In hindsight, I slid into arrogance based upon past success. We have done very well for a long time by steadily improving our service, without doing much CEO communication. Inside Netflix I say, “Actions speak louder than words,” and we should just keep improving our service.

But now I see that given the huge changes we have been recently making, I should have personally given a full justification to our members of why we are separating DVD and streaming, and charging for both. It wouldn’t have changed the price increase, but it would have been the right thing to do.

Communication is so critical. I agree 100% that actions speak louder than words, but this exactly highlights the point that you need both. It amazes me how many people discount words or err on the other side and think that words can be a proxy for action. You need words and action. I also love that Reed is not apologizing for the strategy. In fact they are doubling down on the strategy. This takes courage and conviction:

So we realized that streaming and DVD by mail are becoming two quite different businesses, with very different cost structures, different benefits that need to be marketed differently, and we need to let each grow and operate independently. It’s hard for me to write this after over 10 years of mailing DVDs with pride, but we think it is necessary and best: In a few weeks, we will rename our DVD by mail service to “Qwikster”.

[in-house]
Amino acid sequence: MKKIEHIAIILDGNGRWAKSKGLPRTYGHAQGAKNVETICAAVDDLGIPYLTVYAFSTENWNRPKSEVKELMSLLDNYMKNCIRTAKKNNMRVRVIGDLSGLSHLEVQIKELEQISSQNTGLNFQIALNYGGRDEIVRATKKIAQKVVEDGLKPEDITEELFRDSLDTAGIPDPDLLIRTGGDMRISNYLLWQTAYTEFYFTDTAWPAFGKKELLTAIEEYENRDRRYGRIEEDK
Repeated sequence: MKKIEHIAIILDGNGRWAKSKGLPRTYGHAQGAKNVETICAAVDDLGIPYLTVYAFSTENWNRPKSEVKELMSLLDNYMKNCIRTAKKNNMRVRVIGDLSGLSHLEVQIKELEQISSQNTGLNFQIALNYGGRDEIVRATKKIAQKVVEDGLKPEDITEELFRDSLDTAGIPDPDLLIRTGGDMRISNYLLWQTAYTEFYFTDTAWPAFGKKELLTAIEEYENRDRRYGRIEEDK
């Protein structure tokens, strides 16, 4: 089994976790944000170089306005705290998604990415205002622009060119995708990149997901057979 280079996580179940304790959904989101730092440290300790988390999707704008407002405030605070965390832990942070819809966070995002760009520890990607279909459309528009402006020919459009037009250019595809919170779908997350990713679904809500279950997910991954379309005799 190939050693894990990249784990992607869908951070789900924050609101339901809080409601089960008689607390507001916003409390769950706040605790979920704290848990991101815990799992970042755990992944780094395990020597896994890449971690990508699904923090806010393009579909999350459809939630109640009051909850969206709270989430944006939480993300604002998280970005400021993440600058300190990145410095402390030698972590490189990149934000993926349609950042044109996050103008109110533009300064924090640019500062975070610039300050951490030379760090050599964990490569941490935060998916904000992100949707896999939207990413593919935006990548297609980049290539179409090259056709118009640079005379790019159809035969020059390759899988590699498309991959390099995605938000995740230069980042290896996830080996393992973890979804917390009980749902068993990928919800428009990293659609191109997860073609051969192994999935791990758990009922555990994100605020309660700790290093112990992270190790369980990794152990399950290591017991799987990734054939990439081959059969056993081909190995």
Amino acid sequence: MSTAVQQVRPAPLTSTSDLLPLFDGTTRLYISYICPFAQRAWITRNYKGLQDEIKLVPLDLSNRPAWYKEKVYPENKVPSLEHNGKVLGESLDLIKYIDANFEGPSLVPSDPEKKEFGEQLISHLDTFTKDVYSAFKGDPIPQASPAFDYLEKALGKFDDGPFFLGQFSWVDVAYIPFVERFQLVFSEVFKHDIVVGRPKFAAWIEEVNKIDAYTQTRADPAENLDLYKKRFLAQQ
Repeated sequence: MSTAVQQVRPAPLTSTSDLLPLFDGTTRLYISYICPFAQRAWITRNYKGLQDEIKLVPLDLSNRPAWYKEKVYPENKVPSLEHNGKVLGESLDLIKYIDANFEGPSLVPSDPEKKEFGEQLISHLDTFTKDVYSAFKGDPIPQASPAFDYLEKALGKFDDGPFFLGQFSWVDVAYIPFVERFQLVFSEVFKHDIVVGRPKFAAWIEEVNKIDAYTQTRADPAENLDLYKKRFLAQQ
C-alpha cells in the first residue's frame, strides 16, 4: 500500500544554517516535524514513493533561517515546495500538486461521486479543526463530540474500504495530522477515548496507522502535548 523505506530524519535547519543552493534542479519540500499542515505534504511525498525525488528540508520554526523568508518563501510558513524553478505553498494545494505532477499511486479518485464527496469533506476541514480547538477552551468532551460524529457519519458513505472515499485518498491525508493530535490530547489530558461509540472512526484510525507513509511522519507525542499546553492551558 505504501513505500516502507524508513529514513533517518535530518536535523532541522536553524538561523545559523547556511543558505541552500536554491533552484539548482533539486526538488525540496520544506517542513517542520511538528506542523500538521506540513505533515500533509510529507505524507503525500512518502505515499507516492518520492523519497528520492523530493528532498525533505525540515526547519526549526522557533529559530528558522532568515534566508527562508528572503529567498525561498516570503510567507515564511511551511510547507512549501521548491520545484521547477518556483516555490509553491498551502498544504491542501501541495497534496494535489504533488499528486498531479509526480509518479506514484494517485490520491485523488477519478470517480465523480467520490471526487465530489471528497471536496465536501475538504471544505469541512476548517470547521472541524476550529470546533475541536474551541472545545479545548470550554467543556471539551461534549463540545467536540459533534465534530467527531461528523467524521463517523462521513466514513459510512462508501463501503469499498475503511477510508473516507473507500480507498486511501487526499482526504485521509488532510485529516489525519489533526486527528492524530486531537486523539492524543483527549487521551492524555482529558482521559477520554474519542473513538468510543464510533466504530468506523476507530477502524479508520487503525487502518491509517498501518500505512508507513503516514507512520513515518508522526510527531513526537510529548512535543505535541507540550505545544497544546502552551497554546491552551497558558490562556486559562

Now, I don’t know if this strategy will work (it’s going to be interesting to watch though). I believe it will because I think that Reed and his team know a lot about the data and their customers that they don’t mention. They know which way the market is going and they’re preparing for a long-term strategy. I love that.

It’s a big bet. The willingness to cannibalize your main business is not one that many CEOs make. But I’ve already seen first hand that Reed is not your average CEO.

[Update] Go read @msuster’s post: Why Reed Hastings Should be Applauded for Netflix Split, I think it’s the best analysis so far.

About Tac Anderson

Social media anthropologist. Communications strategist. Business model junkie. Chief blogger here at New Comm Biz.
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  • Tim Leffel

    The problem is, the new version of the business (streaming) is not nearly as good as the old version (DVDs). Poor selection–and about to get worse—plus far inferior picture quality even on my Verizon FiOS connection. For that I’m supposed to pay more? Apparently 1 million customers agree and have bailed out. 

  • tacanderson

    Reed said that companies rarely die from moving to fast, he didn’t say it’s impossible. I think in the long run this will pay off. I think it’s a matter of suffer now for long term growth or milk what you got and suffer from innovators dilemma. Neither is an easy choice, only time will tell.  

  • Tim Leffel

    We’ll see. But people are far more willing to put up with inferior audio (radio, iTunes) for the sake of convenience than they are to put up with inferior video. Audio has stepped back on the move, but video keeps stepping up at home. Blu-ray streaming (or even DVD quality streaming) can’t happen because of bandwidth. He doesn’t control the pipes. 

  • tacanderson

    Sounds like the key to the two separate business models. Convenience vs. Quality. Before moving to the UK this year I was a customer of both and used the streaming service for more often than the mail order. A considerable portion was done on my mobile devices. But I’m not a videophile.